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Avalon

Colorado > Boulder > Boulder Canyon
Access Issue: Seasonal Closure / Update Details

Description

After climbing in Boulder for almost twenty years, it is great to be able to visit new crags just ten minutes away. Unlike some of the newly developed Boulder Canyon crags (one-visit-wonders like Bowling Alley or Cornerstone) I'm still psyched to return to Avalon after a handful of visits. Avalon is one of the many, mostly-bolted crags in the narrows of Boulder Canyon. The rock seems really nice, typical of the higher quality Boulder Canyon stuff, cleaner and more pleasant than the stuff on Vampire Rock, (maybe because of the sunnier aspect) and the crag, nestled in a steep west-facing gully, has less of the road noise/roadside-feel than many others. It is shady in the mornings, but expect some afternoon sun.

Avalon is home to many moderate (5.8 to 5.10) sport routes, and has become popular in recent years. It can get busy on summer weekends.

Most of the routes are fully bolted, but several require a few pieces of trad gear. Be sure to check the route description before you head up with just a rack of quickdraws. Bring a rack of nuts and cams to 2" if you're going to do any of the "mixed" routes; otherwise, 12 quickdraws are enough for the longest route. A few routes could use one or two longer runners to keep down rope drag. Bring a 60m rope; some of the routes require it to lower or rappel.

Richard Rossiter's website, Boulder Climbs, has descriptions of most Avalon routes, as does Mark Rolofson's new guidebook "Boulder Canyon Sport & Adventure Climber's Guide Volume II: The Upper Canyon". Rossiter's current Boulder Canyon guidebook lists very few of the Avalon routes.

The routes on Avalon lie on three tiers. The First Tier, closest to the creek, has a number of good routes: Mists of Avalon (10a), Iron Maiden (9+), Slayer (10b), and Marquis de Sade (10d) are popular.

The Second Tier is home to most of the routes on Avalon. It is a complex area, and is split into several sub-areas: Tarot Wall has Lust (10c), The Tower (10a), and Wheel of Fortune (10a). The Three Dihedrals area has the ever-popular Dominator (10b). The Clipboard Area has The Clipboard (11b) and Stigmata (10a). The Middle Wall has Strange Science (11c), Free Fall (12a), and Incline Club (8). The Wall of the Dead has the fun Dead Can Dance (9).

The Third Tier is the most remote and is visited by few climbers. Many routes up here have some moss and lichen, since the rock faces more to the north than down below, and the routes have seen little traffic. Come here to get away from the crowds. Visit the Wall of the Goddess for some trad crack-climbing practice. Climb on the remote Crack Land or Wall of the Dragon to experience "adventure sport climbing". Climb Ancient Light (10a) to Ancient Fright (10c) to Resurrection (9) to visit the true summit of Avalon, a magical place! The Art Of War (10c) is an excellent new sport route in Crack Land.

In 2006, Richard Rossiter and Pebby Johns aded a number of new crack climbs in Crack Land; bring your trad rack and have some fun!

Getting There

There are two places to park:

* In a small paved pullout on the right side of the road, 8.2 miles up the canyon, just across from the crag. This is 0.1 miles past Practice Rock, just past a right-hand bend in the road. Cross the road and spot the talus field below Avalon.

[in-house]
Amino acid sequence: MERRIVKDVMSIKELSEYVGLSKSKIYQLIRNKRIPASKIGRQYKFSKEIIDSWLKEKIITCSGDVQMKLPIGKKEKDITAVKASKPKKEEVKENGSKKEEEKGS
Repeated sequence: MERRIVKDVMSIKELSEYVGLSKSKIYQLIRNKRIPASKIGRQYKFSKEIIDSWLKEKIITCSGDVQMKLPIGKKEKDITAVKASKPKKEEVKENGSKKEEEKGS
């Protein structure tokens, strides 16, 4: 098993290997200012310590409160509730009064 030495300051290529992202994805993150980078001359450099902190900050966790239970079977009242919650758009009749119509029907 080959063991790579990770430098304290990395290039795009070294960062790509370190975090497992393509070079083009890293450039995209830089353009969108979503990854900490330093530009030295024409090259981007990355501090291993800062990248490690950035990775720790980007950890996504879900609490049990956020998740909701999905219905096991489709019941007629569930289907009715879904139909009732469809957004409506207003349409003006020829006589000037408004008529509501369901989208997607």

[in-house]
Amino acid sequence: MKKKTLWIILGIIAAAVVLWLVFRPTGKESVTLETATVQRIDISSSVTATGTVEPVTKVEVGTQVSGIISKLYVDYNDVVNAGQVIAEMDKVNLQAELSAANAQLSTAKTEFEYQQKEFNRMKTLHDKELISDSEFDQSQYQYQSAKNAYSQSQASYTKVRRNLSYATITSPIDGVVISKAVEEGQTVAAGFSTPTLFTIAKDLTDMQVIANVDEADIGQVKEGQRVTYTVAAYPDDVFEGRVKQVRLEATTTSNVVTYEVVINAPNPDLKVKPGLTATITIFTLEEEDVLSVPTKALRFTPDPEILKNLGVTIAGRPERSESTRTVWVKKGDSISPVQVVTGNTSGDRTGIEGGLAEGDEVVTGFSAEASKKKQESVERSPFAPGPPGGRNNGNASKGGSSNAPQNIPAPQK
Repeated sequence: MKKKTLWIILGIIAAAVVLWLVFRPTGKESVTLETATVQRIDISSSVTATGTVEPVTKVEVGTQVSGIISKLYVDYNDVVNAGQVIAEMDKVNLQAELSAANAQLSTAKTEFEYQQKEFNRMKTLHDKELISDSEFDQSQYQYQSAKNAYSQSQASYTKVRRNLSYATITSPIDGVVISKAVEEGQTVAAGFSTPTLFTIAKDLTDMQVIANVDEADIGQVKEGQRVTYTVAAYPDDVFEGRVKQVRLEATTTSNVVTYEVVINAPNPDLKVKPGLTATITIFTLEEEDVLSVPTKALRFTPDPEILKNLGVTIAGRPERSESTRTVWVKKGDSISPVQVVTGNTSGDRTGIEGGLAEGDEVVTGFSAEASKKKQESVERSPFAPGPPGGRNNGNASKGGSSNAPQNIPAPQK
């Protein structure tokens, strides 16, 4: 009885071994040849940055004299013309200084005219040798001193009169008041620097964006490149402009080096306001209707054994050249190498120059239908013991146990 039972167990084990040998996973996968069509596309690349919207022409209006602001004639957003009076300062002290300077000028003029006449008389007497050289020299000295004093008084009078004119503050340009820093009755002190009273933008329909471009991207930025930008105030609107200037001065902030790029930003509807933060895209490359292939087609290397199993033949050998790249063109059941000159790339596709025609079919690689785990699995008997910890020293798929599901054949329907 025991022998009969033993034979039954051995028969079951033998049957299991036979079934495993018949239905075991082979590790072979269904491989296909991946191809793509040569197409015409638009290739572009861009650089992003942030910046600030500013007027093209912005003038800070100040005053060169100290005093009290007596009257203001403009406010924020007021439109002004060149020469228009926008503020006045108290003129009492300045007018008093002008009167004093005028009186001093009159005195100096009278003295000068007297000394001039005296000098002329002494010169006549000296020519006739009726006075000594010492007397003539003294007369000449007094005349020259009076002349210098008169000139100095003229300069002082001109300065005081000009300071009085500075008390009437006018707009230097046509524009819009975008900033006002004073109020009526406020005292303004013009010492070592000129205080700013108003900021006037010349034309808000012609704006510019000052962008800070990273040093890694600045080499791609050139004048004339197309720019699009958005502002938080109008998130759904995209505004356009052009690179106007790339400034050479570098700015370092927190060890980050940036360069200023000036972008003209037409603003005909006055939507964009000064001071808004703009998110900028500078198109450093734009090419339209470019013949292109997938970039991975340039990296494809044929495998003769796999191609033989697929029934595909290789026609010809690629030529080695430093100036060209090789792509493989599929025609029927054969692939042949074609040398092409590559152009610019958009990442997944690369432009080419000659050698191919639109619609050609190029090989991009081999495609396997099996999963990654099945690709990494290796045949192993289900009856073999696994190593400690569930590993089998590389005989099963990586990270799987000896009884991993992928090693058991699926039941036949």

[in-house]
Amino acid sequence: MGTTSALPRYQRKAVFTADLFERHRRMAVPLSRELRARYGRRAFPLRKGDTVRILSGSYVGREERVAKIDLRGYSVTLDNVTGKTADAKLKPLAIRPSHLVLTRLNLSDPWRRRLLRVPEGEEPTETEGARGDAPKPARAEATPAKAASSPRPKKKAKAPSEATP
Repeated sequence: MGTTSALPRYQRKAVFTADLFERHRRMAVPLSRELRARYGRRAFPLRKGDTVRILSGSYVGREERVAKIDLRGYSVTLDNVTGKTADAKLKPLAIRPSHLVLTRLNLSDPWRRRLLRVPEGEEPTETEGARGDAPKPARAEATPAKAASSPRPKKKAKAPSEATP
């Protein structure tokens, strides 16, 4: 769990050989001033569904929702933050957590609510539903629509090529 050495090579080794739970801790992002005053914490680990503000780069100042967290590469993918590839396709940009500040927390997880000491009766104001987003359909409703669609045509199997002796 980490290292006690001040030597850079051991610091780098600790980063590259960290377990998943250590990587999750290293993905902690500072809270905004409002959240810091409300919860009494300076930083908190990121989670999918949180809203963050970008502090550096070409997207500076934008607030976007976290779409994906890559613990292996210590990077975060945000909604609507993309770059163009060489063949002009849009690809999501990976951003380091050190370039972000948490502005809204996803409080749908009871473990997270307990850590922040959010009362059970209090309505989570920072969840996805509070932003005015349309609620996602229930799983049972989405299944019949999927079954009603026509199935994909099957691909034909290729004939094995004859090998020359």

Warning: As of 6/20/07, this area has been posted as a no-parking zone. Evidently people are being ticketed for parking here. It's possible to park a bit downstream, just before the start of the no-parking zone. The no-parking sign is NOT visible at the usual parking pullout.

* In a pullout on the left side of the road, 8.4 miles up the canyon, across from The Boulderado and Animal World. This is just past a concrete guard rail on the left. From here, walk 0.2 miles downstream, past Black Widow, Vampire Rock, and the Watermark, to the talus field below Avalon.

Crossing the creek:

* There is a tyrolean traverse (currently 2 ropes, one rope is frayed) below the talus field; use this if the water level is too high to wade.

* If the water level is low enough, you can wade downstream of the talus field.

* If the water level is really low, you can hop rocks to get across.

Specific access directions for each tier will be listed in those sections.

Trails

Please stay on trails when wandering about at this crag. The popularity of this crag has led to erosion of unforseen magnitude. Hard work on the part of concerned climbers has helped mitigate this. Thanks!

Photos [Hide ALL Photos]

Youngest crossing?
[Hide Photo] Youngest crossing?
Avalon, showing most of the major features.<br>
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Note: The depicted Northeast Face is also known as Crack Land.
[Hide Photo] Avalon, showing most of the major features. Note: The depicted Northeast Face is also known as Crack Land.
The tyrolean traverse across Boulder Creek.  Gaelyn Crowder, age 7, putting a brave face on it.
[Hide Photo] The tyrolean traverse across Boulder Creek. Gaelyn Crowder, age 7, putting a brave face on it.
The First Tier and Tarot Wall areas of Avalon.
[Hide Photo] The First Tier and Tarot Wall areas of Avalon.
Avalon Upper Wall Routes.  Photo taken from Upper Animal World.
[Hide Photo] Avalon Upper Wall Routes. Photo taken from Upper Animal World.
Tyrolean crossing.
[Hide Photo] Tyrolean crossing.
Area as seen by the road.
[Hide Photo] Area as seen by the road.
Adam Miller, first approach in Colorado soon followed by his first lead in Colorado.
[Hide Photo] Adam Miller, first approach in Colorado soon followed by his first lead in Colorado.
Peter Spindloe crosses the Tyrolean traverse to reach Avalon, in the Summer of 2003. Photo by Tony Bubb.
[Hide Photo] Peter Spindloe crosses the Tyrolean traverse to reach Avalon, in the Summer of 2003. Photo by Tony Bubb.